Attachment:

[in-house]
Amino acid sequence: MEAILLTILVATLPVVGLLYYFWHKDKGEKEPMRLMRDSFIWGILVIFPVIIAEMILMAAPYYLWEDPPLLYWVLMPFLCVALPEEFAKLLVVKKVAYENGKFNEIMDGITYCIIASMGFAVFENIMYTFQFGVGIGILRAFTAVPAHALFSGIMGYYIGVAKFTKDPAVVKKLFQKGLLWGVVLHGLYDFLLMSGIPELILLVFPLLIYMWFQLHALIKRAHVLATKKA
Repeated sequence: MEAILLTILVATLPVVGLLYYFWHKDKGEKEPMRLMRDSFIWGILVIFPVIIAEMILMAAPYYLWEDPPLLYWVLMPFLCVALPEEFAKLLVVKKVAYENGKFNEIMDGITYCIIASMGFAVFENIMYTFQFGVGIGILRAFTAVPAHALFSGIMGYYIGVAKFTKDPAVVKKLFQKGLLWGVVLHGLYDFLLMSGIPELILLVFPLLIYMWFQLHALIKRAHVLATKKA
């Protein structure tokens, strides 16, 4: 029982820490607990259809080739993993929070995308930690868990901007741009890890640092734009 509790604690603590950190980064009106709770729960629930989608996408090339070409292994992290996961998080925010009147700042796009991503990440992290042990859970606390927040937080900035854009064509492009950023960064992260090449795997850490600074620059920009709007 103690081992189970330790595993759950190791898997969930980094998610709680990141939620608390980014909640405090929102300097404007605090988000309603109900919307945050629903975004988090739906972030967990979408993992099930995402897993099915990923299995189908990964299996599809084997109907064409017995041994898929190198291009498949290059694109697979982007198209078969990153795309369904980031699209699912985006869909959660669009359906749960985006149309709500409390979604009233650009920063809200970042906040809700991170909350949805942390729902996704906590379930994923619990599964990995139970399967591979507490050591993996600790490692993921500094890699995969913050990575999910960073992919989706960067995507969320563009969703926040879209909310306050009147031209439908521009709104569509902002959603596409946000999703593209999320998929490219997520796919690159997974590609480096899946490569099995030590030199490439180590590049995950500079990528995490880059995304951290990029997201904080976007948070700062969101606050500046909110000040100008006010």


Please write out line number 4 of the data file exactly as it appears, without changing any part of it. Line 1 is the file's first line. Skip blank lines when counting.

């Protein structure tokens, strides 16, 4: 029982820490607990259809080739993993929070995308930690868990901007741009890890640092734009 509790604690603590950190980064009106709770729960629930989608996408090339070409292994992290996961998080925010009147700042796009991503990440992290042990859970606390927040937080900035854009064509492009950023960064992260090449795997850490600074620059920009709007 103690081992189970330790595993759950190791898997969930980094998610709680990141939620608390980014909640405090929102300097404007605090988000309603109900919307945050629903975004988090739906972030967990979408993992099930995402897993099915990923299995189908990964299996599809084997109907064409017995041994898929190198291009498949290059694109697979982007198209078969990153795309369904980031699209699912985006869909959660669009359906749960985006149309709500409390979604009233650009920063809200970042906040809700991170909350949805942390729902996704906590379930994923619990599964990995139970399967591979507490050591993996600790490692993921500094890699995969913050990575999910960073992919989706960067995507969320563009969703926040879209909310306050009147031209439908521009709104569509902002959603596409946000999703593209999320998929490219997520796919690159997974590609480096899946490569099995030590030199490439180590590049995950500079990528995490880059995304951290990029997201904080976007948070700062969101606050500046909110000040100008006010």